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Radicchio is a pretty bitter ‘green’, though in this case it’s purple. This is not necessarily a classic Italian dish but as a soup it struck me as simple to make…yet I’m already having concerns about the flavors: repeated tastings throughout the cooking of this soup which is, in essence, radicchio, garlic, and red onion in a broth of water and tomato sauce shows it still to be a bit…well, bitter. The addition of about 3/4 cup of parmigiano reggiano hasn’t helped much.

I just added, now, about a tablespoon of sugar to tame the bitterness and that seemed to help. I suspect that another band of flavor to punch this up will be necessary, so I’ll be serving some balsamic vinegar at the table for support. I may help, it may not.

The soup is ladled into bowls with Italian-style croutons fried in olive oil at the bottom–this will add a nice textural value to the soup but I don’t think that it is going to necessarily pull it through to keeper or not. Wife will be home soon, and we will see what her pallet tells her. And as I know she loves this chocolate balsamic vinegar I have, and she now seems to use as a garnish as often as she does her beloved Peruvian sweety drops, we shall see.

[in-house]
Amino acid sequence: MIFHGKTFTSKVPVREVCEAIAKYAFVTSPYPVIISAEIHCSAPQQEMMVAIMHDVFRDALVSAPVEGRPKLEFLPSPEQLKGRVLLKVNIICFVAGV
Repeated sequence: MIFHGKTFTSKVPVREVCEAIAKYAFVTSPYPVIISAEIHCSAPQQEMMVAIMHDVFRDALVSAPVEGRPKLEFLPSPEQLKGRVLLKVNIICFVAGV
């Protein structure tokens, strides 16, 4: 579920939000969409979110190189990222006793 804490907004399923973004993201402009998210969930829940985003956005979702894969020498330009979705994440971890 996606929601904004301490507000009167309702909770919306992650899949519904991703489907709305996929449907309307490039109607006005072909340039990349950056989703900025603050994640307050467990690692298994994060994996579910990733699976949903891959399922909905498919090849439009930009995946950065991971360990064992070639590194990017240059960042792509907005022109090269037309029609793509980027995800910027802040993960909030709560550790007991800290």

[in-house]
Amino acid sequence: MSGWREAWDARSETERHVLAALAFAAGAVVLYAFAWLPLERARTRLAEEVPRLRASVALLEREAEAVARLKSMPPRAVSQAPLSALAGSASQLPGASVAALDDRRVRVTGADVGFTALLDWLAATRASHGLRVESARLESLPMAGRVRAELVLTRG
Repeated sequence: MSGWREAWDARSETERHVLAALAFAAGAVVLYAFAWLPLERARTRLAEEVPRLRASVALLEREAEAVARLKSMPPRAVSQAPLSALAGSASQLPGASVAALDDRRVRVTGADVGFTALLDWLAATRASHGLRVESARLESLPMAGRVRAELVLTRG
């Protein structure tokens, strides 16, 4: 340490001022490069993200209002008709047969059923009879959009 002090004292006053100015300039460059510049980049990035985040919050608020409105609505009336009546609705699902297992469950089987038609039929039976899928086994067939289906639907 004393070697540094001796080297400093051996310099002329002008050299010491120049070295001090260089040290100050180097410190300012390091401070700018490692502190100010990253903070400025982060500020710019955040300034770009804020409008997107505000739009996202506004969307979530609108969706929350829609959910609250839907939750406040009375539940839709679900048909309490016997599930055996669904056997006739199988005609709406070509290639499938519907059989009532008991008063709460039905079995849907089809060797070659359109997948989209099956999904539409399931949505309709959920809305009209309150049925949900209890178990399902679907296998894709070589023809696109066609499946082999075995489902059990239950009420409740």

Meanwhile, I took out my little six-inch cast iron skillet for a spin tonight, putting a mix of sweet potatoes and regular Yukon golds onto the stovetop followed by about 40 minutes in the oven at 425F. Salt, pepper, nutmeg, and only a tablespoon each of butter and olive oil. Very similar to the Spanish torta de Espanola where eggs and potatoes are mixed for their classic dish, though this one is baked rather than cooked on the stovetop. It’s called Torta di Patate.

Final analysis? The soup dish was pretty much ok, the broth proving to be very flavorful for what little went into it, though we both found the radicchio much too bitter for our tastes. Next time we would perhaps use kale or chard for a less intense flavor from the bitter end.

The potato dish was quite nice–a perfect size serving for two normal people–for us, we both had a quarter of the entire potato dish, and wifey will take a quarter along with some soup to work tomorrow. Both are definite keepers, though the soup with variation and some caution.

PS: wife did not elect to add any balsamic vinegar to her soup. Women. So surprising some times.

Recipes came from an Italian parmigiano-reggiano consortium’s promotional cookbook, The Seasons of Parmigiano-Reggiano filled with recipes and tips, and descriptions of what is truly an unmistakeable, classic cheese.

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